The Underlying Unresolved Issues
The Court’s decision is narrow and leaves unresolved the key question of whether forcing businesses to provide services for gays and lesbians, or others, violates free exercise of religion or free speech rights of owners who wish to refuse to provide such services. The issue is sure to come up again, perhaps in cases involving florists who won’t make flower arrangements or photographers who won’t take pictures at same-sex weddings. Interestingly, the Court had the chance to take such a case after its decision in Masterpiece Cakeshop that involved a florist who refused to make flower arrangements for a same-sex wedding, but the Court remanded the case in light of Masterpiece Cakeshop. In Arlene’s Flowers v. Washington, the Washington State Supreme Court came to the same conclusion as the Colorado Civil Rights Commission and the Colorado Court of Appeals.
There were two questions presented in Masterpiece Cakeshop that were not resolved by the Court: Would requiring services violate the free exercise clause of the First Amendment? Would requiring services be impermissible compelled speech in violation of the First Amendment?
As to the former, the Supreme Court’s decision in Employment Division v. Smith (1990) seemingly answers the question. That case involved Native Americans in Oregon who argued that a state law prohibiting consumption of peyote infringed their free exercise of religion. They said that their religion required use of peyote in religious rituals.
The Supreme Court, in an opinion by Justice Antonin Scalia, ruled against the Native Americans and concluded that there was no violation of free exercise of religion because the Oregon law was neutral in that it was not motivated by a desire to interfere with religion and because it applied to everyone in the state. The Court held that the free exercise clause cannot be used to challenge such a neutral law of general applicability. Justice Scalia, writing for the majority, rejected the claim that free exercise of religion required an exemption from an otherwise valid law. Scalia said that “[w]e have never held that an individual’s religious beliefs excuse him from compliance with an otherwise valid law prohibiting conduct that the State is free to regulate. On the contrary, the record of more than a century of our free exercise jurisprudence contradicts that proposition.” Scalia thus declared “that the right of free exercise does not relieve an individual of the obligation to comply with a valid and neutral law of general applicability on the ground that the law proscribes (or prescribes) conduct that his religion prescribes (or proscribes).”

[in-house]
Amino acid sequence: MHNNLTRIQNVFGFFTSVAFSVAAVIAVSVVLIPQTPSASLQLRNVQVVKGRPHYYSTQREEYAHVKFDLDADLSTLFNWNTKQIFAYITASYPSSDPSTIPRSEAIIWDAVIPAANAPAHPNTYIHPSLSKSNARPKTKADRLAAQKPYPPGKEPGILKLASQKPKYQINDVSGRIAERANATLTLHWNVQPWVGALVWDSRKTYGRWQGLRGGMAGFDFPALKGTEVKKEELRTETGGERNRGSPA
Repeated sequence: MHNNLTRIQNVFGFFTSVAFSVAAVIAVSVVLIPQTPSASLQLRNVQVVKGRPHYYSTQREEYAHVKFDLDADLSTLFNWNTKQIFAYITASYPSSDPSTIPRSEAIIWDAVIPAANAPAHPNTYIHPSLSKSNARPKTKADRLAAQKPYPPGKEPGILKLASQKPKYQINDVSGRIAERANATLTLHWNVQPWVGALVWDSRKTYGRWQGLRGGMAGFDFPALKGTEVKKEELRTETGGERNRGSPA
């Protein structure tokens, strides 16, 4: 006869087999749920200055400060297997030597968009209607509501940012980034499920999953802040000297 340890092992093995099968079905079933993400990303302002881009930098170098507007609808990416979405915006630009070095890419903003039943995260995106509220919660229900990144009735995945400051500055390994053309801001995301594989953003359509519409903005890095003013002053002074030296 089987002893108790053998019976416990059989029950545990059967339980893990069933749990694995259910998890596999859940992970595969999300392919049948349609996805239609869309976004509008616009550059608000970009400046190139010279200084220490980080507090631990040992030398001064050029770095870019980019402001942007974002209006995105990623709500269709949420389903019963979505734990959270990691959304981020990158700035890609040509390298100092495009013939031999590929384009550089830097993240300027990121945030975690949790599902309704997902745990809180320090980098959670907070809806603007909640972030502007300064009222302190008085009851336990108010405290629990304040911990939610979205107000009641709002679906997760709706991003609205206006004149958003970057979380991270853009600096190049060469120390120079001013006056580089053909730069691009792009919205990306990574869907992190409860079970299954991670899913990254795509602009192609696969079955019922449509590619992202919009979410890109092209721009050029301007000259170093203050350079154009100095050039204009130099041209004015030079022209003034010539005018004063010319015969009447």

Likewise, Colorado’s law that prohibits business establishments from discriminating is a neutral law of general applicability. Colorado’s antidiscrimination law was not motivated by a desire to interfere with religion, and it applies to all business establishments. Businesses that want to discriminate based on the owners’ religious beliefs thus cannot prevail on their religious freedom claim unless the Supreme Court overrules Employment Division v. Smith or significantly changes the law of the free exercise clause.
If the Court overrules or limits Employment Division v. Smith, the implications will be great. Then any person could claim that his or her religion requires discrimination. The Court long has held that the focus in religious freedom cases is whether a particular person has a sincerely held religious belief, not what the religion teaches. There would be no way to keep a business owner from saying that his or her religion requires not serving women or Jews or Muslims or any group.